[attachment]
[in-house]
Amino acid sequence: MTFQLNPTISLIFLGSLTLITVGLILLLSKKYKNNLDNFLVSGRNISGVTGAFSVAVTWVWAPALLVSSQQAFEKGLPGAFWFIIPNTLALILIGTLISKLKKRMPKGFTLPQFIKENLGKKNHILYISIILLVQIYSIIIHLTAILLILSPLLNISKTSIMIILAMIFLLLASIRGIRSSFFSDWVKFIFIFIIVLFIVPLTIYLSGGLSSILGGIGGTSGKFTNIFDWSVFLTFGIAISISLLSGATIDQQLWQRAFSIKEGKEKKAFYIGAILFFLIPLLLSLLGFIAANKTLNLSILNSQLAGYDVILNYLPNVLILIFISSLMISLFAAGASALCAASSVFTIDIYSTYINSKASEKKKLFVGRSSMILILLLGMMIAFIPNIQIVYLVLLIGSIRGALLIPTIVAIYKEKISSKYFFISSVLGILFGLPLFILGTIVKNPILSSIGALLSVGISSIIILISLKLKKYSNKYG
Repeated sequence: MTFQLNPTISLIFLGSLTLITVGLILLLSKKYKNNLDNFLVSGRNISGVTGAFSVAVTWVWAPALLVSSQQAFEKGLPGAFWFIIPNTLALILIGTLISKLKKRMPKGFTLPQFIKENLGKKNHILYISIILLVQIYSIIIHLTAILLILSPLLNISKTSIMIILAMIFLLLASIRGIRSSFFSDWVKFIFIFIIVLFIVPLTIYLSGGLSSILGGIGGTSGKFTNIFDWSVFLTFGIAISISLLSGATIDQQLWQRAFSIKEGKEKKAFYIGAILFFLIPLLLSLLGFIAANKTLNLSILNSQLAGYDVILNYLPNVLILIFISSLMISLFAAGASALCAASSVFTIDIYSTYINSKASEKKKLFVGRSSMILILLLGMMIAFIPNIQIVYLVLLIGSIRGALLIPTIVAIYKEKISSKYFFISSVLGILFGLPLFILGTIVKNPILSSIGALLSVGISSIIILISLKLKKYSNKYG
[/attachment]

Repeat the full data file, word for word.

[in-house]
Amino acid sequence: MTFQLNPTISLIFLGSLTLITVGLILLLSKKYKNNLDNFLVSGRNISGVTGAFSVAVTWVWAPALLVSSQQAFEKGLPGAFWFIIPNTLALILIGTLISKLKKRMPKGFTLPQFIKENLGKKNHILYISIILLVQIYSIIIHLTAILLILSPLLNISKTSIMIILAMIFLLLASIRGIRSSFFSDWVKFIFIFIIVLFIVPLTIYLSGGLSSILGGIGGTSGKFTNIFDWSVFLTFGIAISISLLSGATIDQQLWQRAFSIKEGKEKKAFYIGAILFFLIPLLLSLLGFIAANKTLNLSILNSQLAGYDVILNYLPNVLILIFISSLMISLFAAGASALCAASSVFTIDIYSTYINSKASEKKKLFVGRSSMILILLLGMMIAFIPNIQIVYLVLLIGSIRGALLIPTIVAIYKEKISSKYFFISSVLGILFGLPLFILGTIVKNPILSSIGALLSVGISSIIILISLKLKKYSNKYG
Repeated sequence: MTFQLNPTISLIFLGSLTLITVGLILLLSKKYKNNLDNFLVSGRNISGVTGAFSVAVTWVWAPALLVSSQQAFEKGLPGAFWFIIPNTLALILIGTLISKLKKRMPKGFTLPQFIKENLGKKNHILYISIILLVQIYSIIIHLTAILLILSPLLNISKTSIMIILAMIFLLLASIRGIRSSFFSDWVKFIFIFIIVLFIVPLTIYLSGGLSSILGGIGGTSGKFTNIFDWSVFLTFGIAISISLLSGATIDQQLWQRAFSIKEGKEKKAFYIGAILFFLIPLLLSLLGFIAANKTLNLSILNSQLAGYDVILNYLPNVLILIFISSLMISLFAAGASALCAASSVFTIDIYSTYINSKASEKKKLFVGRSSMILILLLGMMIAFIPNIQIVYLVLLIGSIRGALLIPTIVAIYKEKISSKYFFISSVLGILFGLPLFILGTIVKNPILSSIGALLSVGISSIIILISLKLKKYSNKYG